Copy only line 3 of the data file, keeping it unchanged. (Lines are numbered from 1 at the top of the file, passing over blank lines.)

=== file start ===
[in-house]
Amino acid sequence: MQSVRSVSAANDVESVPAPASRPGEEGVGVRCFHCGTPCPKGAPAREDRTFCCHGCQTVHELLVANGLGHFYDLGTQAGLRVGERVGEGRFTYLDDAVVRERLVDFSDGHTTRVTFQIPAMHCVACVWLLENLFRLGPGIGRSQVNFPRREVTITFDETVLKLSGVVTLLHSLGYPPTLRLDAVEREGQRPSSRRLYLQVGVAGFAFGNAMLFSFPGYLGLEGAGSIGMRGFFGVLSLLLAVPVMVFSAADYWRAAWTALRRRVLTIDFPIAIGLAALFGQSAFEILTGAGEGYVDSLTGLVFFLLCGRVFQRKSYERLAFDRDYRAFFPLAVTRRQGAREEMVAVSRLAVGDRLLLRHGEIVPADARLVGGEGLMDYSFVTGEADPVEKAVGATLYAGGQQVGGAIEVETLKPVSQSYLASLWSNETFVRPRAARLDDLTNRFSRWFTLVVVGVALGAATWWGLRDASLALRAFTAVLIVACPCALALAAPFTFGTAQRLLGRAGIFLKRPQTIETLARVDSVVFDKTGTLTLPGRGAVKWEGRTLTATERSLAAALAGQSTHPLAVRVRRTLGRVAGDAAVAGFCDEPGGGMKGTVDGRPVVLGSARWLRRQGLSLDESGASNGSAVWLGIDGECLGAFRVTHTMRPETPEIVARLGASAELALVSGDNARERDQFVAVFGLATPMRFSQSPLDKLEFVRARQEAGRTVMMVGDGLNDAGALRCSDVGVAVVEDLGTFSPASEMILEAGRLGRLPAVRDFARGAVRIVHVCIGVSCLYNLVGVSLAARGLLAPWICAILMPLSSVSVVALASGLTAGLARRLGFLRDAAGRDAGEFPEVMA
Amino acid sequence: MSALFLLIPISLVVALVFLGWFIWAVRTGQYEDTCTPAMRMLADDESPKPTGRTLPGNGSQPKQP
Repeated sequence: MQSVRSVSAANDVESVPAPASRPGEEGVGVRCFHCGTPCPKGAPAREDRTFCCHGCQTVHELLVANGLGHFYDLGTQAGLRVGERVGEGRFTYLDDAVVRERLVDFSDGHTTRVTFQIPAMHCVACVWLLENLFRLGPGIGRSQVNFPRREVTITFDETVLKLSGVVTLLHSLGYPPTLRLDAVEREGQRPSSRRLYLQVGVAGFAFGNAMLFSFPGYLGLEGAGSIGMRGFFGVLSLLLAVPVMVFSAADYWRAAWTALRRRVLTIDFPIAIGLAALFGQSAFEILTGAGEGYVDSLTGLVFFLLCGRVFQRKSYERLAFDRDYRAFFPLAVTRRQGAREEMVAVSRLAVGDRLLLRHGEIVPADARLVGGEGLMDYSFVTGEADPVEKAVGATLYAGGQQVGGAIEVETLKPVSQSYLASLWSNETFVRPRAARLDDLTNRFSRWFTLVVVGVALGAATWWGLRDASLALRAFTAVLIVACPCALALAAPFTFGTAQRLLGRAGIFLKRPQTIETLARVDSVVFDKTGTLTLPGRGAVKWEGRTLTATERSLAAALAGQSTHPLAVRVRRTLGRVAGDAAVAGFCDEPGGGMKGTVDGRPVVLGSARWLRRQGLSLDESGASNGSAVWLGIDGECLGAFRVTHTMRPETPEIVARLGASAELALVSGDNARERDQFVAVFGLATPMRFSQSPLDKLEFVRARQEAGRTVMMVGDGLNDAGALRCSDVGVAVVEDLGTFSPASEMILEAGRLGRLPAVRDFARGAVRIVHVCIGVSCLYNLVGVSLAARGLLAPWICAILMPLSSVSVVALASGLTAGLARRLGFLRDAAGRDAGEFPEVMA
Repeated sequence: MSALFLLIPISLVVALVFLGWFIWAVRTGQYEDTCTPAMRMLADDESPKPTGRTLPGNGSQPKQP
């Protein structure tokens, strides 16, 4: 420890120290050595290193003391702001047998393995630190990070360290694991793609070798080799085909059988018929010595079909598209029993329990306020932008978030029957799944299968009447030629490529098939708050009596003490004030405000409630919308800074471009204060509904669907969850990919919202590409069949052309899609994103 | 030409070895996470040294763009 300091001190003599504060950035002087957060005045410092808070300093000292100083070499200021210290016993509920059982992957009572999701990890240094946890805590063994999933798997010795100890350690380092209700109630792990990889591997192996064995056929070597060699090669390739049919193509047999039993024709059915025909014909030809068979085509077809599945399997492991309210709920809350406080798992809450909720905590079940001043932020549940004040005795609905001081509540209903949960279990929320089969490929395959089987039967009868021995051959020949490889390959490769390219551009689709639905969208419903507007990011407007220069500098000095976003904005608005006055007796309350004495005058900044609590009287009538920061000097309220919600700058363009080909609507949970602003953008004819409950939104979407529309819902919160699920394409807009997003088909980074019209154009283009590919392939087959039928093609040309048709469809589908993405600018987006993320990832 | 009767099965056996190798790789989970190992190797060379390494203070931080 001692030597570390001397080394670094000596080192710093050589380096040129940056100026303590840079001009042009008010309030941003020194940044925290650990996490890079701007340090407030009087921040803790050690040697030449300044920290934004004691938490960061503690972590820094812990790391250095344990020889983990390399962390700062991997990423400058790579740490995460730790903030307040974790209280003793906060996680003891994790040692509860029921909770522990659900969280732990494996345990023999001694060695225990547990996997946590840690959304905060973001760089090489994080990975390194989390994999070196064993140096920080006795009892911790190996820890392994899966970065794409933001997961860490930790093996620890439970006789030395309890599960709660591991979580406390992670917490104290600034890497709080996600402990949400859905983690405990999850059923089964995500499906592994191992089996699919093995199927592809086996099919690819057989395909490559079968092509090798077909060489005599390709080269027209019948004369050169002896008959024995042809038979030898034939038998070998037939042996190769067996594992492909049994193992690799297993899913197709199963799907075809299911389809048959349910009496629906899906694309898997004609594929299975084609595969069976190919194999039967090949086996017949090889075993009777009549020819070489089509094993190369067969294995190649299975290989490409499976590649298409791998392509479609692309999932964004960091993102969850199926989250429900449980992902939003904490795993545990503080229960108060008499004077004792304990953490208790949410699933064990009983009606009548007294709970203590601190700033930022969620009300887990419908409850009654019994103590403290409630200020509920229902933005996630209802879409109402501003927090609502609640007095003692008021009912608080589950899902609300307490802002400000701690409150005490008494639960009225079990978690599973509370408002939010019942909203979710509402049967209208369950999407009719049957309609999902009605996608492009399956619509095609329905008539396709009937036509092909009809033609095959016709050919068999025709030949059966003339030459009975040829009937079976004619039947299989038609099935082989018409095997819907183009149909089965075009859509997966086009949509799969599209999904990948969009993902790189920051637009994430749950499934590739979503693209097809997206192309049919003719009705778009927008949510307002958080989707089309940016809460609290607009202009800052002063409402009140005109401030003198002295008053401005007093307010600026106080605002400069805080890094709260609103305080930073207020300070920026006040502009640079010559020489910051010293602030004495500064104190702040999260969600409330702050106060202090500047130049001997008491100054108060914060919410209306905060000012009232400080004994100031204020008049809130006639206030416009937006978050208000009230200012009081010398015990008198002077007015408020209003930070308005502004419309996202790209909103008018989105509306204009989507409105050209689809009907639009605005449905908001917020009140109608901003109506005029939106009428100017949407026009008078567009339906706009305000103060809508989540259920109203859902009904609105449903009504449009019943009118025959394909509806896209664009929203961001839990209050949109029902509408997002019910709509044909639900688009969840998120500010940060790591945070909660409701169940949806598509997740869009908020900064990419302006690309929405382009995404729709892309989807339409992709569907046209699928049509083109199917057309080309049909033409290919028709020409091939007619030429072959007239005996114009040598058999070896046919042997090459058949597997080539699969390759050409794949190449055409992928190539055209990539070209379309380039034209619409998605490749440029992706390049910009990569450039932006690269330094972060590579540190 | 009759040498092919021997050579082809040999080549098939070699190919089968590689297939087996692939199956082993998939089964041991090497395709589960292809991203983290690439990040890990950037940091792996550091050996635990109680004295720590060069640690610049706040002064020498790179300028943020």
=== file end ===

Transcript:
Amino acid sequence: MSALFLLIPISLVVALVFLGWFIWAVRTGQYEDTCTPAMRMLADDESPKPTGRTLPGNGSQPKQP